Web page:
These girls are as young as 9 years old. They work 7 days a week and have maybe up to 11 "clients" a day. There are estimated around 200,000 women and girls as sex slaves in India. Police are paid off by the brothels to not do anything. In the world its said that every minute 2 children are sold. The girls are usually set free when they either contract HIV or some other STD. They can not return to their homes after because they are not allowed back. They usually stay in the business and become recruiters for new girls.
There is a vicious cycle, but it can be broken. Education can fix the problem I believe. Kids should be able to go to school, learn and laugh. Be able to write and read. Be taught about the dangers that are out there and how to stop them. There are many problems in Nepal these are just some of them. Hopefully the children of the future will see the change soon...

Monday, December 14, 2009

Dhapasi Days

Since my last entry I have not left Dhapasi once. I've spent all my time hanging out with Vinod, Anita, and the children. For those of you who don't know, Dhapasi is in the northern part of the valley in Kathmandu.

Nepal Orphan Homes is the name of the organization I am volunteering at. In Dhapasi it has now four hostels. Three girls hostels and one boys hostel. Vinod (21) is in charge of the boys hostel and his sister Anita is in charge of one of the girl's hostel.

My days have usually started whenever I hear one of the other volunteers getting up, children yelling outside, adults singing outside, or people building things next door. I usually stay in my warm sleeping bag as long as I can. I think about what i'm going to do that day.......even though I know, but I think the real reason is because I just like having a little time to myself. You know just to think about things and put thing in perspective. So anyway I get up at like 8:30 and have a quick bite to eat then run down to Vinod and Anita's hostel to take the kids to school. When I get there the kids are usually already lined up and waiting for the kids from Michale's (founder) hostel to come. As I walk in the youngest children are the first to come up to me and greet me. "Hello Sam Brother! Good Morning! How are you?" For six days out of the week i'm lucky enough to have this happen to me. The same thing also happens when we pick them up from school.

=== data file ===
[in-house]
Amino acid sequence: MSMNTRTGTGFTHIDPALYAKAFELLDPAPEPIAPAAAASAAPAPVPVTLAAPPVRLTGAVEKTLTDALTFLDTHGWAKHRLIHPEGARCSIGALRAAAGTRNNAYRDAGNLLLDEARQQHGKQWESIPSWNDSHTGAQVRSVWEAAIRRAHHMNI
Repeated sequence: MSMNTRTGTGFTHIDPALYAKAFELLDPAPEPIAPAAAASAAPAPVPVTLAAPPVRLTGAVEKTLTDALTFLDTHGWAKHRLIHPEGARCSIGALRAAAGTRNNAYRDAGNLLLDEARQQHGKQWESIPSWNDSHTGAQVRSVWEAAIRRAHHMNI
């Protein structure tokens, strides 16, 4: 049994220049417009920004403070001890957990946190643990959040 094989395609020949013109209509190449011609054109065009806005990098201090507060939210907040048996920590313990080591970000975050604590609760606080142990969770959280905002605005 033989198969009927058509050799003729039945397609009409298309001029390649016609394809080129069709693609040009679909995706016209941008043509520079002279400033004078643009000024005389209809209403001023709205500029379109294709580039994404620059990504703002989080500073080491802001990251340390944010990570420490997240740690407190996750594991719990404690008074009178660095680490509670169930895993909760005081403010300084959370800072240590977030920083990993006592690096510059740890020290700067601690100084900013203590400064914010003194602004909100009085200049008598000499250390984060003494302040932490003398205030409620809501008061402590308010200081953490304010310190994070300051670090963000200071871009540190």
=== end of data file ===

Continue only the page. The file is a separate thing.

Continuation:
While the kids are at school I either go out with Vinod and help him with some work that he has to do for Michael or I stay and teach the new girls, which are not ready to go to school with the other kids yet. These girls who are from the Dang district in western Nepal are ages 5-15 I believe.